If approved, GT will sell sapphire furnaces to pay back Apple loan
After much bickering in court during bankruptcy proceedings that took Apple and Wall Street by surprise, former sapphire supplier GT Advanced Technologies has worked out an agreement with the iPhone maker that will let it pursue its plan of winding down operations at its Mesa, Arizona plant and laying off nearly 700 employees. Though Apple had initially said it would work to preserve the jobs involved, the deal instead offers incentives to certain employees to help wind down the plant, and provides a way for GT to pay back the money it owes Apple.
Other sources say sapphire company has filed motion to wind down operations
More details continue to be dug up in the unexpected filing of bankruptcy by Apple sapphire supplier GT Advanced Technologies, with the Wall Street Journal reporting for the first time that the failure of the company in meeting Apple's contract requirements stems directly from a failure to deliver sapphire glass in quantities intended to be used for the iPhone 6 line. The paper does not clarify if the sapphire glass was not up to par, or the company simply couldn't make enough to meet demand.
Lack of money caused sapphire maker's cash-on-hand to dip below contractual minimums
Details are still emerging from the surprise bankruptcy filing of Apple sapphire supplier and partner GT Advanced, with new stories of possible stock shenanigans by CEO Thomas Gutierrez and speculation that the bankruptcy was brought on, at least in part, by a withheld payment from Apple. On Monday, the first day of trading following the announcement, the company's stock dropped 93 percent from $11 to around 80 cents; it rose Tuesday to close at $1.21 per share.
Company may be forced to liquidate if relief not found
Following a 10th-straight quarterly loss, electronics retailer Radio Shack noted that it may need to file for bankruptcy protections. The company, with its stock in danger of New York Stock Exchange delisting, is also reportedly evaluating other options for the future, including an outright sale, or a call for investors to boost cash stocks to survive until the generally lucrative holiday season.
Mark Karpelès ends silence on downfall, worried about remaining customer funds
Since the announcement of the Mt. Gox bankruptcy filing in February, CEO Mark Karpelès has remained silent on his feelings and events surrounding the Bitcoin exchange. That changed this week when he gave an exclusive interview to the Wall Street Journal, indicating that he was "scared, frustrated and angry" upon learning the extensive losses the exchange faced.
Total Bitcoins loss said to be 850,000 due to system weakness
Troubled Bitcoin exchange Mt. Gox filed for bankruptcy protection in Japan on Friday, breaking the silence on the company's position since suspending trading on February 24. The firm admits that it may have lost nearly half a billion dollars worth of the virtual currency when its systems were compromised by hackers. Mt. Gox is said to have $64 million in debts.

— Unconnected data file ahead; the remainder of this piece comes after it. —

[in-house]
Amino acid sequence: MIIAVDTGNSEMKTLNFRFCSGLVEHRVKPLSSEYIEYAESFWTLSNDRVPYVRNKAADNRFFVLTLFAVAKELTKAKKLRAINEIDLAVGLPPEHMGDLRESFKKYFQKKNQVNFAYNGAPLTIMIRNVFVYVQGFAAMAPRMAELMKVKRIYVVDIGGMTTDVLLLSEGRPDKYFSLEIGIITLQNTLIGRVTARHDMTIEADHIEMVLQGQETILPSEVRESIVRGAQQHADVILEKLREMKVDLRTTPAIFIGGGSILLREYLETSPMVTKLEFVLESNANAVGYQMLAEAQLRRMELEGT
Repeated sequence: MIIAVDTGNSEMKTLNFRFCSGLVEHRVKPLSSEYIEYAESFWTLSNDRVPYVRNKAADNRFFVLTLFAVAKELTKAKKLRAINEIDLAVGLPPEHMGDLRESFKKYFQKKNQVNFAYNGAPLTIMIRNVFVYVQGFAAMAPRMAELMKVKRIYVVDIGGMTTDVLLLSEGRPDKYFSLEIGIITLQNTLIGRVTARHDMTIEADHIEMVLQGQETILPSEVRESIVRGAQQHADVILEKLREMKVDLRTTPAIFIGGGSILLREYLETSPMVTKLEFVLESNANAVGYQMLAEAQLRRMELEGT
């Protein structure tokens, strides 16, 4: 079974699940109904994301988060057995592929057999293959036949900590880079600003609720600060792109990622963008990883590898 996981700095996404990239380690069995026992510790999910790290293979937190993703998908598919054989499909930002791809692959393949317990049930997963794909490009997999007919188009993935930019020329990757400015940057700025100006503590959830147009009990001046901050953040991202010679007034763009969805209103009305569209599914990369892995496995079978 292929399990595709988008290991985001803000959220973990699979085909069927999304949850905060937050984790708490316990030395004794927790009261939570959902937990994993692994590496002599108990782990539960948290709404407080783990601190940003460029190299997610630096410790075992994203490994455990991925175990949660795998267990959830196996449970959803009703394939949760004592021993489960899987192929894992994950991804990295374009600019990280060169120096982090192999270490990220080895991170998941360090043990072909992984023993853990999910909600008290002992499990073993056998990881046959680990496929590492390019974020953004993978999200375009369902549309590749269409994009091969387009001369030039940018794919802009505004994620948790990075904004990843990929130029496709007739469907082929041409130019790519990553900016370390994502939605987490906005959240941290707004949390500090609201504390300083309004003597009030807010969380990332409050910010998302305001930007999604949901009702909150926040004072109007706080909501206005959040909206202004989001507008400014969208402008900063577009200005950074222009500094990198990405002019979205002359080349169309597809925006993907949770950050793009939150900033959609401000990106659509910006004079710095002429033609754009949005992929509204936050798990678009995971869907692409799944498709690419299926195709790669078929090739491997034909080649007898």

Terms of deal require Kodak to sell patent portfolio for $500 million
Eastman Kodak is attempting to draw its bankruptcy saga to a close. A deal has reportedly been reached with bondholders for $793 million in loans and other debts that could conceivably extract it from bankruptcy proceedings. A key point to the deal is Kodak being required to sell its digital photography patent portfolio for at least $500 million.
Apple claims ownership of part of sale-bound patent portfolio
Manhattan District Court Judge George Daniels has rejected Apple's bid to have its patent dispute with Kodak moved out of bankruptcy court and into district court. The move would have complicated Kodak's plan to sell its potentially lucrative patent portfolio in a sealed-bid process later this year. Kodak is attempting to auction off some 700 digital-capture patents, which have generated more than $3 billion in revenues since the turn of the century.
EMI continues suit, pursues CEO and company
In the latest maneuver during a legal battle with EMI that began in 2007, MP3Tunes has filed for bankruptcy. The move puts the ongoing case on hold, and could prevent a judgement in the matter. EMI isn't abandoning the suit, and as the CEO of MP3Tunes is a co-defendant in the case, he is personally facing liability for the alleged infringements.
Creditors getting antsy about firm's future
Troubled LTE telecom company LightSquared may default on a $1.6 billion loan and reported a net loss of $427 million for the first three quarters of 2011, forcing founder Philip Falcone to consider a "voluntary bankruptcy" to stave off creditors, Reuters reports. The move would buy time for Falcone and his hedge fund Harbinger Capital Partners to find ways to salvage the company, which has hit government resistance to its plan to create a satellite "4G" network.
Ultimate Electronics wants money refunded
Ultimate Electronics, a consumer technology chain that shuttered its stores and went out of business in April, is in court trying to recover money it paid Apple for products it received and re-sold -- a technique known as "preferential transfers" that could see the defunct chain recover as much as $420,000 from Apple, AppleInsider reports. It is normally used only to try and recover the last payments a company sent its suppliers.